We had the chance to gather some insight on festival camping from a true expert himself. Chris Alexander, better known as, “Bonnaroo Chris” gave us all the inside secrets to the Bonnaroo festival located in Manchester, Tennessee. Bonnaroo is one of the largest music and arts festivals in the United States, hosting around 140,000 people last year. From its wide variety of camping options and easy access to amenities, the popularity within the music festival community soars. The four-day experience beginning on June 11th and ending on the 14th features artists like Billy Joel, Mumford & Sons, and Kendrik Lamar. The many characters, styles, and interests bring a sense of community and camaraderie that keeps Chris coming back each year.
50 Campfires: What makes the Bonnaroo Festival so special to you?
Bonnaroo Chris: I’ve been attending the Bonnaroo Music & Arts Festival since 2007 and what keeps me coming back, aside from the amazing music acts, is the camaraderie among the people that attend. Everyone is so nice, polite and selfless — to the point where I begin to wish society was more like Bonnaroo. There are people of all ages, sizes, and religions and I have yet to see a single fight. Not to mention I meet people from all over the world, like Australia, Israel, Germany and Canada. Those Canadians are a wild bunch.
50CF: What is the most interesting thing you have seen over the years attending Bonnaroo?
BC: I don’t know that I can qualify one thing as ‘the most interesting thing’ I’ve seen at Bonnaroo. There has been so many interesting things! I’ve seen legendary performances by the likes of Jack White, Robert Plant, BB King, Stevie Wonder, The Police … and the list goes on and on. The Mission Icefly event that took place in 2011 and thousands of blue blinking lights fell from the sky was pretty surreal. One day, standing under a tent waiting for a show, someone in the middle of the crowd found a wallet on the ground. That wallet was passed, hand over hand, by hundreds of people to the security team up front. Then, there are naked people and drunk people and people in costume – all of whom are so weird and lovely. Every festival brings new and interesting sights.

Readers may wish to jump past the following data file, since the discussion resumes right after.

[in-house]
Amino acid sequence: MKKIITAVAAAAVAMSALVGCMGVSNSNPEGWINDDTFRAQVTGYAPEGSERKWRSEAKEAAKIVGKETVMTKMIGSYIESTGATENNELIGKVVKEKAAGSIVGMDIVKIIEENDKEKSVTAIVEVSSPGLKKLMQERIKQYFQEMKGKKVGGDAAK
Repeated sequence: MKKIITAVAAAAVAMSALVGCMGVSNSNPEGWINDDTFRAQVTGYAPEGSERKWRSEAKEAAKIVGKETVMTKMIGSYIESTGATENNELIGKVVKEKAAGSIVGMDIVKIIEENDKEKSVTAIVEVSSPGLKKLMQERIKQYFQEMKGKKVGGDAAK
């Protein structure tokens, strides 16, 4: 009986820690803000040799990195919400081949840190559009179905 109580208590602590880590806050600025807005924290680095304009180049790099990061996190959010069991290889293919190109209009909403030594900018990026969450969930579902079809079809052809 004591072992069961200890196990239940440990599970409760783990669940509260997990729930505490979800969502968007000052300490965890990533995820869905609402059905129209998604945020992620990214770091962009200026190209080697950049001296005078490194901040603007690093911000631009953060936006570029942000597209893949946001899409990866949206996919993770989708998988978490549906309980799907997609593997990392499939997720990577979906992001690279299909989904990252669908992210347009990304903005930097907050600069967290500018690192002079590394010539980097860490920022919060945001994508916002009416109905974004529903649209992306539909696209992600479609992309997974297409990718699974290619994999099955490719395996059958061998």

50CF: Do you get a lot of people trying to search and find you at the festival? If so, what usually happens when they find you?
BC: Years ago, I started bringing custom Bonnaroo-themed stickers that I gave away to fans that found me. Sort of like a live action ‘Where’s Waldo?’ at the festival. It started slowly and has grown to the point where I now have thousands of people actively searching for me. They post photos of me on social media and paint my name in graffiti on the festival walls. I posted my location to Twitter one day in 2014 and almost immediately, twenty or so people came out of the crowd to get a sticker. I just happened to be standing next a random guy who was affiliated with the festival. He walked over afterwards and said, “Ok, you are really popular and I need to ask … who are you?”
50CF: How will you know when it’s time to stop attending Bonnaroo?
BC: I’ll stop going to Bonnaroo when it stops being a wonderful experience. I’m have a great time meeting people, seeing amazing music acts and eating delicious food trucks treats. As of right now, there is no end in sight. 😀
50CF: What advice would you give to a first time music festival camper?